People really love their phones, but want better batteries
Jim Hanzo Reporting
The majority of smartphone users couldn't care less about all the new gimmicks and novelty features many phone makers are using to try and woo them.
A poll conducted by uSwitch.com found most just want a longer battery life, and a phone that can get wet.
We asked people in New Orleans what they would want for smartphone improvements.
"Be unbreakable would be nice, since it's like my eighth iPhone," said one worker downtown.
"I'd have it have a tape measure so I could measure things, measure distances, like a laser pointer that would give me the distance between here and there," one woman said.
"A better GPS," another woman responded. "The walking GPS doesn't tell you which direction to go."
"When you can talk to Siri, she's not all that accurate, she's not all that great, she doesn't respond all that well, and so I'd like Siri to be improved so that she responds to the questions that we actually ask," another downtown visitor noted.
Most people don't care about the 3D screens or fingerprint scanners, customers really want their battery to last longer according to 89 percent of those polled.
67 percent say a waterproof case is important.
A zoom camera lens was a close third.
Another study found that we have become almost inseparable from our smartphones.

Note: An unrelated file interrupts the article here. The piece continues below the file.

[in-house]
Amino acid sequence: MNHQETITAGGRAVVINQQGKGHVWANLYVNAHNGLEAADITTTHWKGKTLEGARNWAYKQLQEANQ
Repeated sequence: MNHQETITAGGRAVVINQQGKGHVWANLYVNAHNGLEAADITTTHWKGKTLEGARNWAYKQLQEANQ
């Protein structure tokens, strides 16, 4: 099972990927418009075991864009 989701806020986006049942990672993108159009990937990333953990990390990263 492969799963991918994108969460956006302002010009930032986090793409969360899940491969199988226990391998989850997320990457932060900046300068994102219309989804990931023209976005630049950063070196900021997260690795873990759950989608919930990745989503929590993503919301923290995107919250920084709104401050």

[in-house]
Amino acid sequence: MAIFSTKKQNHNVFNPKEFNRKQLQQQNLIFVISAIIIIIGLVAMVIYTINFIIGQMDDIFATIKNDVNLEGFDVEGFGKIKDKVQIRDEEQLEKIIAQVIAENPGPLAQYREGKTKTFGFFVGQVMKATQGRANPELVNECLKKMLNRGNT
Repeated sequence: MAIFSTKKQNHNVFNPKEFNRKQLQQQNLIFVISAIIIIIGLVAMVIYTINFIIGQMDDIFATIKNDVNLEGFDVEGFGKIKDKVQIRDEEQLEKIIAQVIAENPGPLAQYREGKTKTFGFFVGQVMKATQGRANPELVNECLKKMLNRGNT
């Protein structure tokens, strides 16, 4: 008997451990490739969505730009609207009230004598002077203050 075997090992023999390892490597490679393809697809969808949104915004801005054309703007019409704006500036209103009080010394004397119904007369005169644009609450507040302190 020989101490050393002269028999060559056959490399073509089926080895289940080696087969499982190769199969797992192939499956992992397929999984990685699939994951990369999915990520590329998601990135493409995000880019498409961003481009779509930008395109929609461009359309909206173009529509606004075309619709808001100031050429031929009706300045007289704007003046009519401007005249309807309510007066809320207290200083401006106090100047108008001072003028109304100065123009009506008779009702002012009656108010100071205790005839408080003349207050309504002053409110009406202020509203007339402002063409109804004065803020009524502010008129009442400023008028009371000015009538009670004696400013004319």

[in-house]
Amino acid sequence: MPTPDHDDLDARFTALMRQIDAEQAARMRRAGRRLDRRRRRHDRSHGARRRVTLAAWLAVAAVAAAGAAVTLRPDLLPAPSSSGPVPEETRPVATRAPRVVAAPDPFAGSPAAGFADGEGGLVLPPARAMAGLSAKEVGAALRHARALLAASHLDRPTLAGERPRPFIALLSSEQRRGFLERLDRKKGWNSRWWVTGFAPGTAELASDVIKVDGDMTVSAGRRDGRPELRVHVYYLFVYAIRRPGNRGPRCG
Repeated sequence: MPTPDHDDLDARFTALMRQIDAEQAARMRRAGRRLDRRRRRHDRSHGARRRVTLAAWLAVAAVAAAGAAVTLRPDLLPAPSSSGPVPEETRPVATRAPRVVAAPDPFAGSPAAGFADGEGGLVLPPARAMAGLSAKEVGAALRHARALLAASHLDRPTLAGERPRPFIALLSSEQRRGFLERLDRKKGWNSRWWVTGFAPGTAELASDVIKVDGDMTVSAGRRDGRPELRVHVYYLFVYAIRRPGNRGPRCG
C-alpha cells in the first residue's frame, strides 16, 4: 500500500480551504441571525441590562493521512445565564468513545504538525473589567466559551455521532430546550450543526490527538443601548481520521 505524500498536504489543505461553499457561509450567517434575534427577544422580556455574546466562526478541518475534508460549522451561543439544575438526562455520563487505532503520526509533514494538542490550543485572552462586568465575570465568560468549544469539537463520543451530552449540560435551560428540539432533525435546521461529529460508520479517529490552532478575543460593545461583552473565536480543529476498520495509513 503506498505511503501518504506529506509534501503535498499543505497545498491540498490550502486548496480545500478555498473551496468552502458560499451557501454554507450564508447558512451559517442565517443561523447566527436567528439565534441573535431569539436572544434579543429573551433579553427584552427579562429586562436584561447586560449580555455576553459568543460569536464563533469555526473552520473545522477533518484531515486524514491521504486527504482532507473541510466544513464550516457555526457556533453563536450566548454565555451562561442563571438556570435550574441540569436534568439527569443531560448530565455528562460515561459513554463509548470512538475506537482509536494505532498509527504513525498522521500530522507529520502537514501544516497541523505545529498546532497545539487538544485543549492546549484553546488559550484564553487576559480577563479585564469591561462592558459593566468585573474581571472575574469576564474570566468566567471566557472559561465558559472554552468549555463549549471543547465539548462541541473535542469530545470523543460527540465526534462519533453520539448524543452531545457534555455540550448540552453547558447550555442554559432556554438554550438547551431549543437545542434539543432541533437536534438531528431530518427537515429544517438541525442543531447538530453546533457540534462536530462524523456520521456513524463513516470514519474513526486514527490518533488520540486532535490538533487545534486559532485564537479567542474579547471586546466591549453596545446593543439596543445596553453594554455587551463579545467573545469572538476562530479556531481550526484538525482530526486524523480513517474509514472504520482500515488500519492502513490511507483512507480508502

According to the IDC, 79 percent of people 18 to 44 have their smartphone with them 22 hours a day.
The research also says 4 out of 5 smartphone users check their phones within the first 15 minutes of waking up, and 80 percent of those say it's the first thing they do in the morning.
Licensed clinical social worker in New Orleans and Baton Rouge, Jason Pitre says that indicates people avoiding real life.
"You start to avoid things, and that's what a lot of this is, avoidance behavior," said Pitre. "It becomes avoidance behavior, not just addictive, compulsive behavior, but a pattern of avoidance and it's very easy and convenient to go to your phone and escape."
He says this behavior can lead to real problems.
"It becomes a problem when we're preoccupied with technology, and when we're putting a lot of our energy and a lot of our attention on a smartphone that we carry all day. It definitely interferes with one's ability to bond with other people when we're busy with our phones," Pitre noted.
Pitre's suggestion is to take that break from technology every now and then.
"Try to be present and be with your loved ones and maybe put the phone down and take a break and give your eyes a break," Pitre suggests.
That may be difficult.
49 percent of the entire phone using U.S. population uses a smartphone. By 2017 that number is expected to reach 68 percent.